ISSN (Print) - 0012-9976 | ISSN (Online) - 2349-8846

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Hawks, Doves and the Nuclear Question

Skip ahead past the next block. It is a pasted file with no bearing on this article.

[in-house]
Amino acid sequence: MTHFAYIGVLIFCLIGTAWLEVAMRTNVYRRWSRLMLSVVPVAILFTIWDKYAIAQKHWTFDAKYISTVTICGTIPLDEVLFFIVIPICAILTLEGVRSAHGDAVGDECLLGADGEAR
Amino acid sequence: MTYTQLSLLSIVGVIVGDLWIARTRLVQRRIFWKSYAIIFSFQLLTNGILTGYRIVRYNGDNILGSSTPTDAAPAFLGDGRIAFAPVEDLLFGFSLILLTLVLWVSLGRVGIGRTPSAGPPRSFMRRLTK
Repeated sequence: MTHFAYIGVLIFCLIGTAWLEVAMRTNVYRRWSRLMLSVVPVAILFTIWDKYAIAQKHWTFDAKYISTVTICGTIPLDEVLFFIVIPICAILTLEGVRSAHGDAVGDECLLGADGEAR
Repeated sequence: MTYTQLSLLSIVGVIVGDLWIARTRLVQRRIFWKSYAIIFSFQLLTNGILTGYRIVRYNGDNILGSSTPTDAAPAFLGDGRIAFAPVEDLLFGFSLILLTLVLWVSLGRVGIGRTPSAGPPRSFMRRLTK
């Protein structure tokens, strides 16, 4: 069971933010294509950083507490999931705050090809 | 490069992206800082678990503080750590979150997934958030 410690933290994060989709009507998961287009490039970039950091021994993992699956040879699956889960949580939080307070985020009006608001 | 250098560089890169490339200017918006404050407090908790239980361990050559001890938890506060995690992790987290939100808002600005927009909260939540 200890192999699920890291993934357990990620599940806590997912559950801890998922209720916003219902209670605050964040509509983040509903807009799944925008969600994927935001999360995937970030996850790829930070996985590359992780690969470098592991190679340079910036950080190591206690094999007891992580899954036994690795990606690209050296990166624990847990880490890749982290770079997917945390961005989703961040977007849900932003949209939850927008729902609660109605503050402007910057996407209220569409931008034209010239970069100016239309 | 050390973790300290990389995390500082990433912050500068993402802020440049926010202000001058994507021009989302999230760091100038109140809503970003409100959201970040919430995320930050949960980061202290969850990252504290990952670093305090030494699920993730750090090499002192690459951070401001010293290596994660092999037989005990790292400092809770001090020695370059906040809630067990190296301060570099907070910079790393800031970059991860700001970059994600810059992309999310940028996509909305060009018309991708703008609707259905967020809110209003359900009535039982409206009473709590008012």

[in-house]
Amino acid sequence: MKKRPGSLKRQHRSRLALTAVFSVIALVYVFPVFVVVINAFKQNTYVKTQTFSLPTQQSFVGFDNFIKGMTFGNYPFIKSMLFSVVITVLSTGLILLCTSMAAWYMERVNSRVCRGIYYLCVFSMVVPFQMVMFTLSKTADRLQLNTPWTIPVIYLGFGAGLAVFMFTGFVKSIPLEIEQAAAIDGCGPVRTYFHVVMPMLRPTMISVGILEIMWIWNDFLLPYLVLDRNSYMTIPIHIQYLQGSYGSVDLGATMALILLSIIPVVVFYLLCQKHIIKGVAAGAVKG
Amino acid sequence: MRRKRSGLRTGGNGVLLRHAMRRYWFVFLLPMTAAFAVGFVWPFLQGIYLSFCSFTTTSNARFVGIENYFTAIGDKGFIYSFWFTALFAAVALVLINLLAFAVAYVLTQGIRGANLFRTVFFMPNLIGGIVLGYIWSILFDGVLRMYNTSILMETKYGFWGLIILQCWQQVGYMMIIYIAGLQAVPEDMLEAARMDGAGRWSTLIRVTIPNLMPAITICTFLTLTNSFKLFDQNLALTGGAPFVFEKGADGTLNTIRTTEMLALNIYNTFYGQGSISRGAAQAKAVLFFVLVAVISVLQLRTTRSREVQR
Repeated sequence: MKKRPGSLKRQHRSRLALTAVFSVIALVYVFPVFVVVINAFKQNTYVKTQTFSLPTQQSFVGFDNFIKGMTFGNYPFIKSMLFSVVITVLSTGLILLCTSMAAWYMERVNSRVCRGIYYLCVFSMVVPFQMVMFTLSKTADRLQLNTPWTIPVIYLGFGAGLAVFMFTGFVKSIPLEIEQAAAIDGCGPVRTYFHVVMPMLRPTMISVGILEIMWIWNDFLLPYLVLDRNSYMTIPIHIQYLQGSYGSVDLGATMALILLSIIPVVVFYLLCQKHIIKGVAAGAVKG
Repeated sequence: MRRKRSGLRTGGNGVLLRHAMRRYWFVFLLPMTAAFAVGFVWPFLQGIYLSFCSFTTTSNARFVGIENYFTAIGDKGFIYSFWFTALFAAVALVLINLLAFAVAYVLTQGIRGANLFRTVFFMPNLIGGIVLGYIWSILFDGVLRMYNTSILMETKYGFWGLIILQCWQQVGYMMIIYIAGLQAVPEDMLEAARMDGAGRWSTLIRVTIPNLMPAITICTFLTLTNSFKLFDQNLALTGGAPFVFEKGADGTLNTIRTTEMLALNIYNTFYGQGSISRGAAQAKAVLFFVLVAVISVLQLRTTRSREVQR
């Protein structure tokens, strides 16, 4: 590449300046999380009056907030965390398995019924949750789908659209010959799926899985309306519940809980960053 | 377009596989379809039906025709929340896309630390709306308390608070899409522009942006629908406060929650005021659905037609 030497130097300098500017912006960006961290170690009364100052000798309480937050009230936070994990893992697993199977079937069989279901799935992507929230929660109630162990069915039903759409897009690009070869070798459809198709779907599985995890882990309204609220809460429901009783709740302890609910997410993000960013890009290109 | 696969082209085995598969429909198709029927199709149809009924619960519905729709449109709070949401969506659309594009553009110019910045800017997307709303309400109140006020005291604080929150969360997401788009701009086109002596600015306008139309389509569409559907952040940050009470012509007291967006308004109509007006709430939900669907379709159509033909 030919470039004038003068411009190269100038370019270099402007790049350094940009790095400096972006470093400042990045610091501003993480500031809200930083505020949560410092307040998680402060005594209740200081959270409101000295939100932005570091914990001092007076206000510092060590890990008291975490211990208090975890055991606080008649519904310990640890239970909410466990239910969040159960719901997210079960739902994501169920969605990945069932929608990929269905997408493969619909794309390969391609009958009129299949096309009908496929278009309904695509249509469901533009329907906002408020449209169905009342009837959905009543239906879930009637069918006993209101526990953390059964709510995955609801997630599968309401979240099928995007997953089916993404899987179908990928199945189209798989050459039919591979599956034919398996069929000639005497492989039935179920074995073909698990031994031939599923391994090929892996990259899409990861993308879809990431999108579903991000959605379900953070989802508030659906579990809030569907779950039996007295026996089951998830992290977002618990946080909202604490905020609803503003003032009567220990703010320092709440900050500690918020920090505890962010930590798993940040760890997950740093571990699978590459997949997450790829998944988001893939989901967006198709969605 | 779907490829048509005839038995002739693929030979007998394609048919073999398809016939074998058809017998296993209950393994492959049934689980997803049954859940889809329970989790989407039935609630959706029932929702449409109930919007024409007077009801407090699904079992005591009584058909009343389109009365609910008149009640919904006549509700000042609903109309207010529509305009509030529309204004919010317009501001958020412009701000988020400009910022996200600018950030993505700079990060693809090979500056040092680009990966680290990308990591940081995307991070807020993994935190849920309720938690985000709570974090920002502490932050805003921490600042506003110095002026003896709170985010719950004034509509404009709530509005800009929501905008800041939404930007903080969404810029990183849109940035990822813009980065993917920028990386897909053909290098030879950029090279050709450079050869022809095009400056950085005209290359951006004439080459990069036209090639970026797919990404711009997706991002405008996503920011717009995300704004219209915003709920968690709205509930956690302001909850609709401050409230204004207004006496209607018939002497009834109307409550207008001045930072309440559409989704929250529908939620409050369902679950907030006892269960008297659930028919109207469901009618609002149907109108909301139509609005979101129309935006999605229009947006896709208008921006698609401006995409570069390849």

Anirudh Deshpande THE radioactive dust has settled over Pokhran and Chagai, and the international storm raised. to begin with, by the BJP's nuclear trump is beginning to abate. The time has perhaps come to place the newly acquired subcontinental nuclear weapons in the context of contemporary military historyThe way in which Indian commentators 'hawks' and 'doves' both and their counterparts in Pakistan have treated the subject during the previous month raises important questions related to the highly politicised myth of, and polemicised debate on, the nuclearisation of the Indian and Pakistani weapons development programmes. This brief intervention is predicated upon the rather well-documented argument that weapons of mass destruction, both nuclear and conventional. end up complicating the moral and socio-economic problems caused by nationalism and indeed, the modern industrial civilisation. If we believe, like Telford Taylor did. that war is essentially a crime against peace, and that "there are some universal standards of human behaviour that transcend the duty of obedience to national laws". it is our moral obligation to place nuclear weapons, alongside most modern wars, in their appropriate obsolete context. The notion of national war, as a corollary of the bourgeois or statist- bureaucratic nation-state, is based on the character of bourgeois or elitist society in general in which, in the relevant words of John Galsworthy, the "shibboleths of the past are ever more real than the actualities of the present". To this may be added a cavalier disregard for the future evinced by a so-called free, educated and conscious public opinion supportive of nuclear energy and weapons.

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